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The Secret Lost Diary of Admiral Richard E. Byrd and The Phantom of the Poles book describes a mysterious journey of Admiral Richard E. Byrd during his flight to the Polar region of the world.

In the brief description at the Amazon website it's said he made a flight into the South Polar region. On another website it's said the exploration flight was over the North Pole.

Then in the content of the book, it also keeps shifting from the North Pole to the South, and back again.

Therefore, at which pole did Admiral Byrd's alleged adventure take place?

  • From the preface - "In the year 1947, Admiral Richard E. Byrd made a flight into the South Polar region of the world. Before he started on the venture, Byrd made a mysterious statement: ‘I’d like to see that land beyond the Pole. That area beyond the Pole in the center of the great unknown.’ In the cockpit of his plane was a powerful two-way radio. When Byrd and his scientific companions took off from their base at the South Pole, they managed to fly 1700 miles beyond it. That’s when the radio in Byrd’s plane was put into use to report something utterly incredible.”" – Valorum Jan 23 '17 at 20:51
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    @Valorum From the question - "in the content of the book, it also keeps shifting from the North Pole to the South, and back again." Apparently your quote is only one of many in the text itself which contradict each other. – Rand al'Thor Feb 1 '17 at 15:29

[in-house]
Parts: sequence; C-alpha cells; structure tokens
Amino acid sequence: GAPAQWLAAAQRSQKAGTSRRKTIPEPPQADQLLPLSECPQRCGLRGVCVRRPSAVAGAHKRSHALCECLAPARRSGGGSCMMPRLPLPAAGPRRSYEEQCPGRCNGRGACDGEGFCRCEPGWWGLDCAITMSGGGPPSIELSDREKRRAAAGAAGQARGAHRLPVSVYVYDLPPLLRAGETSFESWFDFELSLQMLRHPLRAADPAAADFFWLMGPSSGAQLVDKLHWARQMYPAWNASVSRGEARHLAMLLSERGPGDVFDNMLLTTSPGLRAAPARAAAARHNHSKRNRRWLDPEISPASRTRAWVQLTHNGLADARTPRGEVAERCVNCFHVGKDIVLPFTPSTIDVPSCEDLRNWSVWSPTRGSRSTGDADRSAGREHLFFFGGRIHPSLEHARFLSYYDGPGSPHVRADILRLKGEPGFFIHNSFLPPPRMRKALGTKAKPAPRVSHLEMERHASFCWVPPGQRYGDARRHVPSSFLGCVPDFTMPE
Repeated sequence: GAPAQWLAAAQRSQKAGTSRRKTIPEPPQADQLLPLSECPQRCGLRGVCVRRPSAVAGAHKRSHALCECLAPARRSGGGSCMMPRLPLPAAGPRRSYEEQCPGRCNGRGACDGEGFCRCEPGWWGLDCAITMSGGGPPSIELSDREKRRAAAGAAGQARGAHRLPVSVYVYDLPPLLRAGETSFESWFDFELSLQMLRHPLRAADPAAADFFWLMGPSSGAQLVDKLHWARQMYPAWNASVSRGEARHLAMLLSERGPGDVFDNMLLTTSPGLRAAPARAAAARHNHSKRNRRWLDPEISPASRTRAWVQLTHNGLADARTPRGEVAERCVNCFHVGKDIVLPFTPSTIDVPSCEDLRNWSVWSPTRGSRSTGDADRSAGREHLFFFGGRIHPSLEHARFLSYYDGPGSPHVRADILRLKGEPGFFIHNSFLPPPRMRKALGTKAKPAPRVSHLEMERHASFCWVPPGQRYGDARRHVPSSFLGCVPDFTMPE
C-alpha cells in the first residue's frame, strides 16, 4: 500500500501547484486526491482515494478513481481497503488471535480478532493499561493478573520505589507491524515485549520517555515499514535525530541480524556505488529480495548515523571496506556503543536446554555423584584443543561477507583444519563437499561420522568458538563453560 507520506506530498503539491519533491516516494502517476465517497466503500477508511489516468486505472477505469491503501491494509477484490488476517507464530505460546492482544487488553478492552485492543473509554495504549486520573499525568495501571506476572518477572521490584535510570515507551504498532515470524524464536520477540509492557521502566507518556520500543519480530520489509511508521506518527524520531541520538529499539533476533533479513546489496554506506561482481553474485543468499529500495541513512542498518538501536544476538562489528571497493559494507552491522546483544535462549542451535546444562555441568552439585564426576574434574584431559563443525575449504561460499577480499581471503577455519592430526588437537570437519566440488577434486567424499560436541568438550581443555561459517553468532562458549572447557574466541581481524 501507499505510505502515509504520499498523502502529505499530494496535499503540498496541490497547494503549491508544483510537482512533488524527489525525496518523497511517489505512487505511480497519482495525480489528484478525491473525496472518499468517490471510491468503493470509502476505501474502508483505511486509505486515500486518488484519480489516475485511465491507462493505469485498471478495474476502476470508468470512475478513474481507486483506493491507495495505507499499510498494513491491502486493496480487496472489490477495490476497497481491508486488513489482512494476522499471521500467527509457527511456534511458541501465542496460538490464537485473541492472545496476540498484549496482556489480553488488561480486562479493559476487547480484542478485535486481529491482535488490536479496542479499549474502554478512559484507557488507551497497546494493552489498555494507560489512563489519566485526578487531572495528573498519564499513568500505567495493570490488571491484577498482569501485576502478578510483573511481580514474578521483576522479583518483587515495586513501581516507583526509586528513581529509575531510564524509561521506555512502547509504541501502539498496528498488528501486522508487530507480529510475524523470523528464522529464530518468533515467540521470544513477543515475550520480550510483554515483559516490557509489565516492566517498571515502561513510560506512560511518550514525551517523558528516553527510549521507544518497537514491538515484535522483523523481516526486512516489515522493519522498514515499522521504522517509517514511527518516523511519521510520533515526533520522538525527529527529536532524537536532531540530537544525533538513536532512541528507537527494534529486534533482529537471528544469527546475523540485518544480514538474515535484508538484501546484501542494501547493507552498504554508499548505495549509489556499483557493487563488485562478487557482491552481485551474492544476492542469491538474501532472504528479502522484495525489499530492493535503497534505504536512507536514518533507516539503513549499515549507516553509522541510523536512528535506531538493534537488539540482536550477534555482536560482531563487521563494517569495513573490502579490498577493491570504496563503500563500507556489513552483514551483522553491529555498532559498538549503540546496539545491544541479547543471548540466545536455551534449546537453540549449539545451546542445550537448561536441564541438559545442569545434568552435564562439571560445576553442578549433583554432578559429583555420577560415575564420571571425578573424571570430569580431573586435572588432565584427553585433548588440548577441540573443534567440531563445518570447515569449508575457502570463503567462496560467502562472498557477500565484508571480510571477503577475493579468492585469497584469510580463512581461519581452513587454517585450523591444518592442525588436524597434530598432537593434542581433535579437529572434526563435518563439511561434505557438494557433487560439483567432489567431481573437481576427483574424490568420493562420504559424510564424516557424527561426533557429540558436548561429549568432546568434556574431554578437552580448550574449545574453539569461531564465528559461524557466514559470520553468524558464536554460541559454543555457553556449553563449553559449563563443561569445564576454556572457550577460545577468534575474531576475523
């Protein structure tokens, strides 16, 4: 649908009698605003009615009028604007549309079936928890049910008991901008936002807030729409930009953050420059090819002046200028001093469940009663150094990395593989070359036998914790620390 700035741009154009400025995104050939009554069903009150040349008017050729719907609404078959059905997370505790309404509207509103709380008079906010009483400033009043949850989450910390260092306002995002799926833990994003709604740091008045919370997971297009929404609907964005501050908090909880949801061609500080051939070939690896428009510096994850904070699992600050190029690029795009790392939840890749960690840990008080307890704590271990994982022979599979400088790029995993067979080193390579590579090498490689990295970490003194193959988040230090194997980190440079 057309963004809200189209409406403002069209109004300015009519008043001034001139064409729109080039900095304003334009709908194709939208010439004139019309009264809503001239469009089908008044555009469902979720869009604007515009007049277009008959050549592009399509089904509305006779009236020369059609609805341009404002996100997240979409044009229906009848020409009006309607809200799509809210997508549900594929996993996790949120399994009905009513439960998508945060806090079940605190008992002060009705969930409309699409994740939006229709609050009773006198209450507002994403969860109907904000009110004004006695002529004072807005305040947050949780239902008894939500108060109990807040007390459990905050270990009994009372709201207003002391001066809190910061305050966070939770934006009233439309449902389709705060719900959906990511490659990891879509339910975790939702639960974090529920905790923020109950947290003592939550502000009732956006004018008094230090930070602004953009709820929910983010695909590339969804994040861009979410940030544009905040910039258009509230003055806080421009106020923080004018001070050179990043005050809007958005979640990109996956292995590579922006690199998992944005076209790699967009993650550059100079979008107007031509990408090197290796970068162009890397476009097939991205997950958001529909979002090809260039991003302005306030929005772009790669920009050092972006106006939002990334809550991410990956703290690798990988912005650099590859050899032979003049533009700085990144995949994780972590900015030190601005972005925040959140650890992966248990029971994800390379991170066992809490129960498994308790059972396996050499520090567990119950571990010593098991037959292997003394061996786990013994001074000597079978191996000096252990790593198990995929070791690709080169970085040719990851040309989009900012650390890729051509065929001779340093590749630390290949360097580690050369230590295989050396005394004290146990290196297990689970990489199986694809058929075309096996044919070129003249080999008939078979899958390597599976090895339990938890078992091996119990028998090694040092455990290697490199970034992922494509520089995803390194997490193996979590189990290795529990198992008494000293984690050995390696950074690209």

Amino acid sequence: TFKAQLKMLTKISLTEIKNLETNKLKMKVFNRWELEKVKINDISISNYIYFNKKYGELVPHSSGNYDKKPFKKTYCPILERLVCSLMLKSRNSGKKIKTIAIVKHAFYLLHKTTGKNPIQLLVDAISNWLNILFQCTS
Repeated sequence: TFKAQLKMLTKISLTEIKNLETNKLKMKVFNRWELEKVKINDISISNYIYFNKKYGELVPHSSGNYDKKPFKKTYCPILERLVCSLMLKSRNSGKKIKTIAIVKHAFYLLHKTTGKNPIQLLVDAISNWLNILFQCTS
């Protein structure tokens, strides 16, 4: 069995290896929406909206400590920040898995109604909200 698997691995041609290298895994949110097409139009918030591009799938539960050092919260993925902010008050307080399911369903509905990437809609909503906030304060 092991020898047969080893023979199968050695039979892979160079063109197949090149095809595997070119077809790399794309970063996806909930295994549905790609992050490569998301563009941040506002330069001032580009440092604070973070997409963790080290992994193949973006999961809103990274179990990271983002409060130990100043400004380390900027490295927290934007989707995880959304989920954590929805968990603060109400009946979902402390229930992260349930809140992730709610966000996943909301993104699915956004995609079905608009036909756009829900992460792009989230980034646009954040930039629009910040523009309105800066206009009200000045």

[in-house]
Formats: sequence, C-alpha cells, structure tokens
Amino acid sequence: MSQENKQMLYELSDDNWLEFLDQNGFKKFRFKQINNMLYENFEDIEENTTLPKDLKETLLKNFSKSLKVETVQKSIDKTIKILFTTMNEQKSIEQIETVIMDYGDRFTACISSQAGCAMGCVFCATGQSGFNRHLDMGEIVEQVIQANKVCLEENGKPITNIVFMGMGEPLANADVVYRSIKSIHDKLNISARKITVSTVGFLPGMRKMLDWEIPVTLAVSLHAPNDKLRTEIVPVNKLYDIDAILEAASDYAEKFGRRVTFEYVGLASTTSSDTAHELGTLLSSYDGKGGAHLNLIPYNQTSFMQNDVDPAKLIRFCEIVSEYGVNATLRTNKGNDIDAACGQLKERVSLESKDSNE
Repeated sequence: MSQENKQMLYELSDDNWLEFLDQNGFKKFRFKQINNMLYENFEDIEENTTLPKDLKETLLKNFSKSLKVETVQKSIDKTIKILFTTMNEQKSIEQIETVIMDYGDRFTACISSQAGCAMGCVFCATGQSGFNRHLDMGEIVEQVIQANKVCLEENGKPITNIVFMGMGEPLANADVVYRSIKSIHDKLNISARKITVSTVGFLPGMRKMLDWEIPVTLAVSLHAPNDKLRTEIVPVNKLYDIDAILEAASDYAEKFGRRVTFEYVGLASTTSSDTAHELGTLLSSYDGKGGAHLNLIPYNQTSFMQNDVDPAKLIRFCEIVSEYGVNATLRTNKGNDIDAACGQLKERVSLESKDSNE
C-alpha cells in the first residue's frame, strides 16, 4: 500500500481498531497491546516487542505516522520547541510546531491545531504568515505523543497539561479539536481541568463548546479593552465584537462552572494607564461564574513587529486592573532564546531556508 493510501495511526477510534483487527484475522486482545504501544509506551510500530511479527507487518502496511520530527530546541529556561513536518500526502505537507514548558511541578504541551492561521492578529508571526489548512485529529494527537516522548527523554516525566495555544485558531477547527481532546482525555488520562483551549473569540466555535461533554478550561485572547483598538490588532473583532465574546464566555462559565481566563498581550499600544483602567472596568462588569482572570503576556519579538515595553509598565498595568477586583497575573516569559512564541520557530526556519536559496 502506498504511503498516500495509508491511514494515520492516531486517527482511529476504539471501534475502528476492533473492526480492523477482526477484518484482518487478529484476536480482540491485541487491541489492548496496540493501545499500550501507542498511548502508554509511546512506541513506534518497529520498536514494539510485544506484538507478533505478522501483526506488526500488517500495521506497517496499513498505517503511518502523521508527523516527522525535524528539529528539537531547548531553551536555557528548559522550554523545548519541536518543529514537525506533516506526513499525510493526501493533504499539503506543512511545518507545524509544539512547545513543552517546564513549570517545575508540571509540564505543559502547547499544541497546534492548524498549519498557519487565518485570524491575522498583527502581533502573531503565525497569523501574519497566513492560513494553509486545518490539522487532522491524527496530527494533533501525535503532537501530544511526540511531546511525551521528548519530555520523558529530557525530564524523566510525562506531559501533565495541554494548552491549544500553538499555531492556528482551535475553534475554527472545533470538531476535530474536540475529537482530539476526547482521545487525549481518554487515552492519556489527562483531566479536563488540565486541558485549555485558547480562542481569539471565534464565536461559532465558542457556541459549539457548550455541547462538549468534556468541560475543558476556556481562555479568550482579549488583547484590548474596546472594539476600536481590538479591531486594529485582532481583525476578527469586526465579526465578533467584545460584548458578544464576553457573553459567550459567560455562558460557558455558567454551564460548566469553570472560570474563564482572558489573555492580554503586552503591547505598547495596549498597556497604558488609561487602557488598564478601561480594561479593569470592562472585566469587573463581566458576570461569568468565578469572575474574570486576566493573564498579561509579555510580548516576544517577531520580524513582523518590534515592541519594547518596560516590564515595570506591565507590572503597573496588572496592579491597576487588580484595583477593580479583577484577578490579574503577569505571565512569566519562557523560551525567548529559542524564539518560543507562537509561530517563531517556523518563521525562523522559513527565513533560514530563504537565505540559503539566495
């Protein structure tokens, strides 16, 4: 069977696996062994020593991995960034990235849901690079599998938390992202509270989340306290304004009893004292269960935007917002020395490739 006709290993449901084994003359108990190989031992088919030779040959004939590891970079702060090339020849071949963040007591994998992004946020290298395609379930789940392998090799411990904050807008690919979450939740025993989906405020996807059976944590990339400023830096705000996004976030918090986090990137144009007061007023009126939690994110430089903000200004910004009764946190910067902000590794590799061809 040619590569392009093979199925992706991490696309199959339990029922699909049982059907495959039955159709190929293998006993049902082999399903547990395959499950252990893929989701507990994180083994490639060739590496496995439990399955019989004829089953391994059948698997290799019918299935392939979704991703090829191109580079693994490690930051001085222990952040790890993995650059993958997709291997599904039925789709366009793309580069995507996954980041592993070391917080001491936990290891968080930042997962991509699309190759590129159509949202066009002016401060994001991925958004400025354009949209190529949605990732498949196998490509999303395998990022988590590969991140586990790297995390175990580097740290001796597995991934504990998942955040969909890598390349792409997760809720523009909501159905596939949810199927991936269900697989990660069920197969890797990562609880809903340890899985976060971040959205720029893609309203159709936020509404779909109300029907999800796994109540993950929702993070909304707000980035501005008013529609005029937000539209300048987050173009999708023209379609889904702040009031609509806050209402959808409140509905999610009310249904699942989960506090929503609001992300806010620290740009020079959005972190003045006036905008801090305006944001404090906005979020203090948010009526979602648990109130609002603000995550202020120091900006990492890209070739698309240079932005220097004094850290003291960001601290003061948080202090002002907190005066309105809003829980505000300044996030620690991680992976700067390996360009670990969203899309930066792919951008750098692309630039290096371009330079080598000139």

• @Randal'Thor - Indeed. Hence why I didn't post it as an answer. I don't have a copy of the book and while this excerpt seems conclusive, the wording of the question was sufficient to put me off. – Valorum Feb 1 '17 at 15:30
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The full text on Amazon makes it clear that this is a Hollow Earth book. According to the myth (and that's all it is), there are holes in the Earth at both poles. They provide passage to another world inside our planet, which is hollow. Once inside, you can get out again through either hole, which explains the confusion. Byrd was definitely in Antarctica in February 1947, so it's the only way he could get to the Arctic with nobody noticing. That's an awful long way to go on one tank of gas, though.

  • "The full text on Amazon makes it clear" - please could you edit this answer to include some pertinent quotes? Without having read the book, I'm not understanding how this answers the question. Did Byrd go through the centre of the earth to travel between the poles? If so, how? (I'm sure you're right, just saying that as written this answer isn't yet doing a very good job of justifying itself. Also, please don't take this as discouragement! You've been posting some very nice answers, and clearly have a wide knowledge of literature - I really hope you stick around here :-) ) – Rand al'Thor Jul 5 '17 at 22:51

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